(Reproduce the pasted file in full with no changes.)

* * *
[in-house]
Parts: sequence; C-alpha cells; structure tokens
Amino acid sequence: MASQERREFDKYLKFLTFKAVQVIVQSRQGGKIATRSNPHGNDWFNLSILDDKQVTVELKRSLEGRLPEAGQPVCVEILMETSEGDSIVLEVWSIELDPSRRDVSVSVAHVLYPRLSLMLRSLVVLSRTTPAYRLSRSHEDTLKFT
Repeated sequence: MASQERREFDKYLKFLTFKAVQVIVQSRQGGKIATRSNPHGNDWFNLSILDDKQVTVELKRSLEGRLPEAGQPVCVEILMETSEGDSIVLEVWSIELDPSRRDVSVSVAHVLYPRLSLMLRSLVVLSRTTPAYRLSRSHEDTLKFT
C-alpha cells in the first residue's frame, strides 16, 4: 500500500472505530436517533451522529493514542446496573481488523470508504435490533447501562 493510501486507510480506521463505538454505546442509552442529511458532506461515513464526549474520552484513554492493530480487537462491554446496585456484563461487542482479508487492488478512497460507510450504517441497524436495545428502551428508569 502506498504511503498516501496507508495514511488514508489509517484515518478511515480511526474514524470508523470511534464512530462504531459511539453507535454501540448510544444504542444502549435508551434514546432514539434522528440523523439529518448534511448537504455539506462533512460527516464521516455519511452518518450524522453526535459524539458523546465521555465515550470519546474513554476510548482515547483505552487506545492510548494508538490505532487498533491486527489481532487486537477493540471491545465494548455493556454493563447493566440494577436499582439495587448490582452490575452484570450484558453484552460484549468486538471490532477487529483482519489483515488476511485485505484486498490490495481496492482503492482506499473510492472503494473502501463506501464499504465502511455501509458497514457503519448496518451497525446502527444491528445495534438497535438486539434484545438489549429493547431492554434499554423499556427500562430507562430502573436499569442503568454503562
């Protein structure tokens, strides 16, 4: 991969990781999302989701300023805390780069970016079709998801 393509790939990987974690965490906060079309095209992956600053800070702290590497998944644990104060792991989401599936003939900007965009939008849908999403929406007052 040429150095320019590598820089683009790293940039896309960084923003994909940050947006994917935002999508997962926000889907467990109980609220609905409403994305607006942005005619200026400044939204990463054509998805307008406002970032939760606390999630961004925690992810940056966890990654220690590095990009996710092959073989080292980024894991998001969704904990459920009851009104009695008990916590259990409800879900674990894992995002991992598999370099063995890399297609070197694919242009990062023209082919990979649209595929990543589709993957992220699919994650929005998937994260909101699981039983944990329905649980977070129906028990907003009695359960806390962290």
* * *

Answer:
[in-house]
Parts: sequence; C-alpha cells; structure tokens
Amino acid sequence: MASQERREFDKYLKFLTFKAVQVIVQSRQGGKIATRSNPHGNDWFNLSILDDKQVTVELKRSLEGRLPEAGQPVCVEILMETSEGDSIVLEVWSIELDPSRRDVSVSVAHVLYPRLSLMLRSLVVLSRTTPAYRLSRSHEDTLKFT
Repeated sequence: MASQERREFDKYLKFLTFKAVQVIVQSRQGGKIATRSNPHGNDWFNLSILDDKQVTVELKRSLEGRLPEAGQPVCVEILMETSEGDSIVLEVWSIELDPSRRDVSVSVAHVLYPRLSLMLRSLVVLSRTTPAYRLSRSHEDTLKFT
C-alpha cells in the first residue's frame, strides 16, 4: 500500500472505530436517533451522529493514542446496573481488523470508504435490533447501562 493510501486507510480506521463505538454505546442509552442529511458532506461515513464526549474520552484513554492493530480487537462491554446496585456484563461487542482479508487492488478512497460507510450504517441497524436495545428502551428508569 502506498504511503498516501496507508495514511488514508489509517484515518478511515480511526474514524470508523470511534464512530462504531459511539453507535454501540448510544444504542444502549435508551434514546432514539434522528440523523439529518448534511448537504455539506462533512460527516464521516455519511452518518450524522453526535459524539458523546465521555465515550470519546474513554476510548482515547483505552487506545492510548494508538490505532487498533491486527489481532487486537477493540471491545465494548455493556454493563447493566440494577436499582439495587448490582452490575452484570450484558453484552460484549468486538471490532477487529483482519489483515488476511485485505484486498490490495481496492482503492482506499473510492472503494473502501463506501464499504465502511455501509458497514457503519448496518451497525446502527444491528445495534438497535438486539434484545438489549429493547431492554434499554423499556427500562430507562430502573436499569442503568454503562
């Protein structure tokens, strides 16, 4: 991969990781999302989701300023805390780069970016079709998801 393509790939990987974690965490906060079309095209992956600053800070702290590497998944644990104060792991989401599936003939900007965009939008849908999403929406007052 040429150095320019590598820089683009790293940039896309960084923003994909940050947006994917935002999508997962926000889907467990109980609220609905409403994305607006942005005619200026400044939204990463054509998805307008406002970032939760606390999630961004925690992810940056966890990654220690590095990009996710092959073989080292980024894991998001969704904990459920009851009104009695008990916590259990409800879900674990894992995002991992598999370099063995890399297609070197694919242009990062023209082919990979649209595929990543589709993957992220699919994650929005998937994260909101699981039983944990329905649980977070129906028990907003009695359960806390962290």